Bloomberg's New York: Class and Governance in the Luxury City

Bloomberg's New York: Class and Governance in the Luxury City

Bloomberg's New York: Class and Governance in the Luxury City

Bloomberg's New York: Class and Governance in the Luxury City

Synopsis

New York mayor Michael Bloomberg claims to run the city like a business. In Bloomberg's New York, Julian Brash applies methods from anthropology, geography, and other social science disciplines to examine what that means. He describes the mayor's attitude toward governance as the Bloomberg Way--a philosophy that holds up the mayor as CEO, government as a private corporation, desirable residents and businesses as customers and clients, and the city itself as a product to be branded and marketed as a luxury good. Commonly represented as pragmatic and nonideological, the Bloomberg Way, Brash argues, is in fact an ambitious reformulation of neoliberal governance that advances specific class interests. He considers the implications of this in a blow-by-blow account of the debate over the Hudson Yards plan, which aimed to transform Manhattan's far west side into the city's next great high-end district. Bringing this plan to fruition proved surprisingly difficult as activists and entrenched interests pushed back against the Bloomberg administration, suggesting that despite Bloomberg's success in redrawing the rules of urban governance, older political arrangements--and opportunities for social justice--remain.

Excerpt

As of early September 2001, Michael Bloomberg’s campaign to be elected New York City’s 108th mayor was in trouble. the billionaire ex-chief executive officer (CEO) of the media and financial services company Bloomberg lp had pitched himself to voters based on the notion that his enormous business success uniquely qualified him to be mayor. Despite the media-driven hagiography of ceos, portrayed as individuals with extraordinary capacities for leadership and action, many New Yorkers were dubious that Bloomberg’s managerial skill would translate to city hall. Among the doubters were members of the editorial board of the New York Times, the guardian of mainstream political opinion in New York City. in endorsing Bloomberg’s Democratic opponent Mark Green, the editors laid out a lengthy rejection of the “fundamental argument behind [Bloomberg’s] candidacy”:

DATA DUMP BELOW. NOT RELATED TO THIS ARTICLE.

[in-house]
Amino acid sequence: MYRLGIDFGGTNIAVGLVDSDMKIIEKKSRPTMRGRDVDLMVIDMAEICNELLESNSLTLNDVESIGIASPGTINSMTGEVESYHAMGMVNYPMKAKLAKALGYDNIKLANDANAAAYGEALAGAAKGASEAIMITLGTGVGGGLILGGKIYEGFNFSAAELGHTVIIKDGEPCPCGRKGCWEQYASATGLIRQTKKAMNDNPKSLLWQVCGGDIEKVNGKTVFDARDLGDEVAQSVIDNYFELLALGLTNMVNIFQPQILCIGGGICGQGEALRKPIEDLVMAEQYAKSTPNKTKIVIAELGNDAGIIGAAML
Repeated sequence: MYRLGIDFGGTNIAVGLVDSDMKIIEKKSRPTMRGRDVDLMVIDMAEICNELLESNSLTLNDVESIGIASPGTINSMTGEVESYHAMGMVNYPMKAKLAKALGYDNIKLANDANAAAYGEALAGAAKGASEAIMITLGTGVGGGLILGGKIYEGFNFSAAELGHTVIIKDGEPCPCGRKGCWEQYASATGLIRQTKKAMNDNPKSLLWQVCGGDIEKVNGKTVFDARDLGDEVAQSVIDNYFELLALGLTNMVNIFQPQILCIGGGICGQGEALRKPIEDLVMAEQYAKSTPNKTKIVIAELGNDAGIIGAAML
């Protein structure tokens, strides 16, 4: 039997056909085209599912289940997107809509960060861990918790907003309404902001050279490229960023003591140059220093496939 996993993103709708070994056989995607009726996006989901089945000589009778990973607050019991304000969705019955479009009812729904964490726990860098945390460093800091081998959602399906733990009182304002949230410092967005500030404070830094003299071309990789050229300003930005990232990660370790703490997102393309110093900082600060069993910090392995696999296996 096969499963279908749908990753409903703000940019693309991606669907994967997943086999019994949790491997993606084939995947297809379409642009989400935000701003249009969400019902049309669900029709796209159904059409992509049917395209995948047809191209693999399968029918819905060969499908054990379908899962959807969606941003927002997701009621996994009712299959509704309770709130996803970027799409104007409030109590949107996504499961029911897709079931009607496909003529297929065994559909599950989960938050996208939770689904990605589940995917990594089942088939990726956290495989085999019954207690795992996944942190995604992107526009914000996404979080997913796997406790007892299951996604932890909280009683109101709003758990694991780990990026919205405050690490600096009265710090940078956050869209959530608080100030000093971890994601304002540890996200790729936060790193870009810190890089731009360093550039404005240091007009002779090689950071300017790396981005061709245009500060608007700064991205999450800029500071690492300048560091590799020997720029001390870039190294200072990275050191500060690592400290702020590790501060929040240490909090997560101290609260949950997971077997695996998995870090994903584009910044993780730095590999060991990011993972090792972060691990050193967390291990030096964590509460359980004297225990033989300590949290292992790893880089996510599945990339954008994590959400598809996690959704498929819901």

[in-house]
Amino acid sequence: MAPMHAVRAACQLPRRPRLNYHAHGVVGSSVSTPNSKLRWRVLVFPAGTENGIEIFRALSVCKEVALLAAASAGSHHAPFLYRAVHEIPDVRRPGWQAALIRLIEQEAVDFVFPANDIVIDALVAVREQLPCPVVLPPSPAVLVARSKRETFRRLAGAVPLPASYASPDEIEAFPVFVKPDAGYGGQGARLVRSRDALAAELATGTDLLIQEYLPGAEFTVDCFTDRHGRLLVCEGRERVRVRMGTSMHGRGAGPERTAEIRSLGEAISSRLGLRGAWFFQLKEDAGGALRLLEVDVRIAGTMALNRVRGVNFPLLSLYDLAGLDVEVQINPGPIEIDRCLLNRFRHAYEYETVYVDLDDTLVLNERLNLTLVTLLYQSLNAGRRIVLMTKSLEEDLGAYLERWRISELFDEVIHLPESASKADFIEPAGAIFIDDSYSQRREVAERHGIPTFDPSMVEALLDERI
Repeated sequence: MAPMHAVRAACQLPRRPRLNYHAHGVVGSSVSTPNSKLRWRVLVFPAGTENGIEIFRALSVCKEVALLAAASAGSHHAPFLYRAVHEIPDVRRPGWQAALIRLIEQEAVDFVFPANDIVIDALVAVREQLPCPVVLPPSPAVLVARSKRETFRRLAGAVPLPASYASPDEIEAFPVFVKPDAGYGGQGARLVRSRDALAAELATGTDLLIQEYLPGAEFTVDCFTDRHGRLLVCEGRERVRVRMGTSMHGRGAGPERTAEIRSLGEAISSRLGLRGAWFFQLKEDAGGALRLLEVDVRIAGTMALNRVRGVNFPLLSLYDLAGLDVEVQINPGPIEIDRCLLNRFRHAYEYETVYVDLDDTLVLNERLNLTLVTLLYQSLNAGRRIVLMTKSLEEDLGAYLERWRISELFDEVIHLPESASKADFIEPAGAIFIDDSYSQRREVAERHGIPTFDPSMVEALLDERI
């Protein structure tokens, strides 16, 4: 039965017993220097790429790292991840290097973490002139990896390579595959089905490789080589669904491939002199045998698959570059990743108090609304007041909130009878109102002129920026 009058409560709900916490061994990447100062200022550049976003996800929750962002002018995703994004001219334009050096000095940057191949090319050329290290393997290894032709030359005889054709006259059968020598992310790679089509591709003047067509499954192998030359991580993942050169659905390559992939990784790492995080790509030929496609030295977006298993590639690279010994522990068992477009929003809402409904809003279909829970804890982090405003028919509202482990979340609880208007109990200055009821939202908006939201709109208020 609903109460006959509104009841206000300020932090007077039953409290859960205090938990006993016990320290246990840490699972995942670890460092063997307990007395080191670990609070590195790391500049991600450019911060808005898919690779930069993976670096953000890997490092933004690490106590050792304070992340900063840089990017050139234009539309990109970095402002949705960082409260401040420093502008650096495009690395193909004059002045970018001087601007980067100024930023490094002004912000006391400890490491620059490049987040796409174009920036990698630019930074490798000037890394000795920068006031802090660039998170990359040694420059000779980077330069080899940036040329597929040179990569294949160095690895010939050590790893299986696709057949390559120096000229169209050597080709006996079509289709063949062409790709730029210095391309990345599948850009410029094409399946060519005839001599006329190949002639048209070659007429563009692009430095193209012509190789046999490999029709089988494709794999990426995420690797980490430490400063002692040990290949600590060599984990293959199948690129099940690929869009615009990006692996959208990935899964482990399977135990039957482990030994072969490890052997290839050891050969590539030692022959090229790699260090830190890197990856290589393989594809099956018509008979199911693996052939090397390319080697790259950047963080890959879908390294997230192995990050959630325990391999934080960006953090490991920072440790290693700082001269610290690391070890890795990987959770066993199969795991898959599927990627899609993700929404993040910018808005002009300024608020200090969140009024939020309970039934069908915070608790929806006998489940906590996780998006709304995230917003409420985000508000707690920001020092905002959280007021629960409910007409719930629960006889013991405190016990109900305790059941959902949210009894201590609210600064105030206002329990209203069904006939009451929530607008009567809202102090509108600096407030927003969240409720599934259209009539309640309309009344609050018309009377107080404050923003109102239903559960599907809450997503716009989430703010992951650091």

He claims that as a successful entrepreneur, he is better qualified to be mayor
than Mr. Green, a career politician.… Even within the annals of businessman
candidates, Mr. Bloomberg is ill matched to the job he covets. His company, a
financial information service, has no stockholders, and no unions. It is a brand
new business, created by Mr. Bloomberg himself, its corporate culture and
decision-making structure devised to suit his character. New York City, on the
other hand, is a very old business indeed, with multiple layers of interests and
precedent weighing down every decision. Many of Mr. Bloomberg’s greatest tal
ents would turn out to be utterly beside the point. Others, like his penchant
for saying whatever he thinks, would come back to haunt him. Other than his
business successes, Mr. Bloomberg has offered little during the campaign. (New
York Times
2001)

Despite such sentiments, Bloomberg was elected in November 2001, though by the narrowest of margins and aided by a lot of luck and even more money.

Not only was Bloomberg elected—and then reelected twice, once overwhelmingly and once narrowly and contentiously—but his mayoralty became a major phenomenon. Time Magazine named Mayor Bloomberg one of the country’s five best big-city mayors (Gibbs 2005). Coming full circle, at the end of Bloomberg’s first term the New York Times wrote that he might . . .

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